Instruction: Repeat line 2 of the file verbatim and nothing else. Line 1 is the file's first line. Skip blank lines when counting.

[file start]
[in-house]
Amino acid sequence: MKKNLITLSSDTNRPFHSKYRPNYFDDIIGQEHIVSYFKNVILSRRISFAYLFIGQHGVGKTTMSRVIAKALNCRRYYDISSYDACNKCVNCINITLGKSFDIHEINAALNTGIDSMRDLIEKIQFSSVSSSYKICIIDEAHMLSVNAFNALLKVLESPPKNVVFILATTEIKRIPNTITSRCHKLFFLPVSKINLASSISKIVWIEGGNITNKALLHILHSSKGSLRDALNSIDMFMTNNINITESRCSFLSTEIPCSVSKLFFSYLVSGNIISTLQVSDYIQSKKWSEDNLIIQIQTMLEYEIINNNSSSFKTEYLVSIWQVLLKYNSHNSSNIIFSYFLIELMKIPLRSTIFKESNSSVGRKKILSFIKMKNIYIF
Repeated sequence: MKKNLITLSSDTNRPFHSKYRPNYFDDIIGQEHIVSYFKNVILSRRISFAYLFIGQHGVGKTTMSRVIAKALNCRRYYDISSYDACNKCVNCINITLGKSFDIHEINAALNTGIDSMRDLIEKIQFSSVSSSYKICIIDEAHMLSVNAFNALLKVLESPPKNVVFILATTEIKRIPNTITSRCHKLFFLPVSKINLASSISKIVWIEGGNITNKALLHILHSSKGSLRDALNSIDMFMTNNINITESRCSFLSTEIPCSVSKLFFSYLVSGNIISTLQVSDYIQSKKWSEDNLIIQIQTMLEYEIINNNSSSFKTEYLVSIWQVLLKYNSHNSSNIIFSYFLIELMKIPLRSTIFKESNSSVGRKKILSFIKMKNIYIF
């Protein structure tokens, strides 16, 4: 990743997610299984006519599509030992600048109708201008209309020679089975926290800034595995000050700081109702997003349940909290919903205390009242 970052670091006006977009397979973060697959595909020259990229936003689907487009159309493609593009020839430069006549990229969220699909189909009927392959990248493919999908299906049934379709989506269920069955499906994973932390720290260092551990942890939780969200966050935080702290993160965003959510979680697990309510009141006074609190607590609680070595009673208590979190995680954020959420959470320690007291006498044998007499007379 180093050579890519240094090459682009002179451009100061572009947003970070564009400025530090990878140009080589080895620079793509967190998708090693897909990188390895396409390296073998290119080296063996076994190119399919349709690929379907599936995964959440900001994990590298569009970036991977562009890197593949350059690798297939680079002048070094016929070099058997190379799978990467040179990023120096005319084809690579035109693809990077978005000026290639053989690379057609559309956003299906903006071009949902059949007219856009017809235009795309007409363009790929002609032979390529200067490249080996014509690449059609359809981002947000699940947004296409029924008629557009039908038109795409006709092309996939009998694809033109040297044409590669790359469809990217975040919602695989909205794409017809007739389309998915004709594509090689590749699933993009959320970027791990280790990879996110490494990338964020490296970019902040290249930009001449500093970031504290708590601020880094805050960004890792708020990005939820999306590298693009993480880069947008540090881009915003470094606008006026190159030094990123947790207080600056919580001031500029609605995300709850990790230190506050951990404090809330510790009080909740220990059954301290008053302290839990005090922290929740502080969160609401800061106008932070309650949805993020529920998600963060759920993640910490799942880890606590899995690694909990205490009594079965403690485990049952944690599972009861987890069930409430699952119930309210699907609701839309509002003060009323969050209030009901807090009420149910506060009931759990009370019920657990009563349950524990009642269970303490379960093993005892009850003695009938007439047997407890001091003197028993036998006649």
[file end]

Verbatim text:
Amino acid sequence: MKKNLITLSSDTNRPFHSKYRPNYFDDIIGQEHIVSYFKNVILSRRISFAYLFIGQHGVGKTTMSRVIAKALNCRRYYDISSYDACNKCVNCINITLGKSFDIHEINAALNTGIDSMRDLIEKIQFSSVSSSYKICIIDEAHMLSVNAFNALLKVLESPPKNVVFILATTEIKRIPNTITSRCHKLFFLPVSKINLASSISKIVWIEGGNITNKALLHILHSSKGSLRDALNSIDMFMTNNINITESRCSFLSTEIPCSVSKLFFSYLVSGNIISTLQVSDYIQSKKWSEDNLIIQIQTMLEYEIINNNSSSFKTEYLVSIWQVLLKYNSHNSSNIIFSYFLIELMKIPLRSTIFKESNSSVGRKKILSFIKMKNIYIF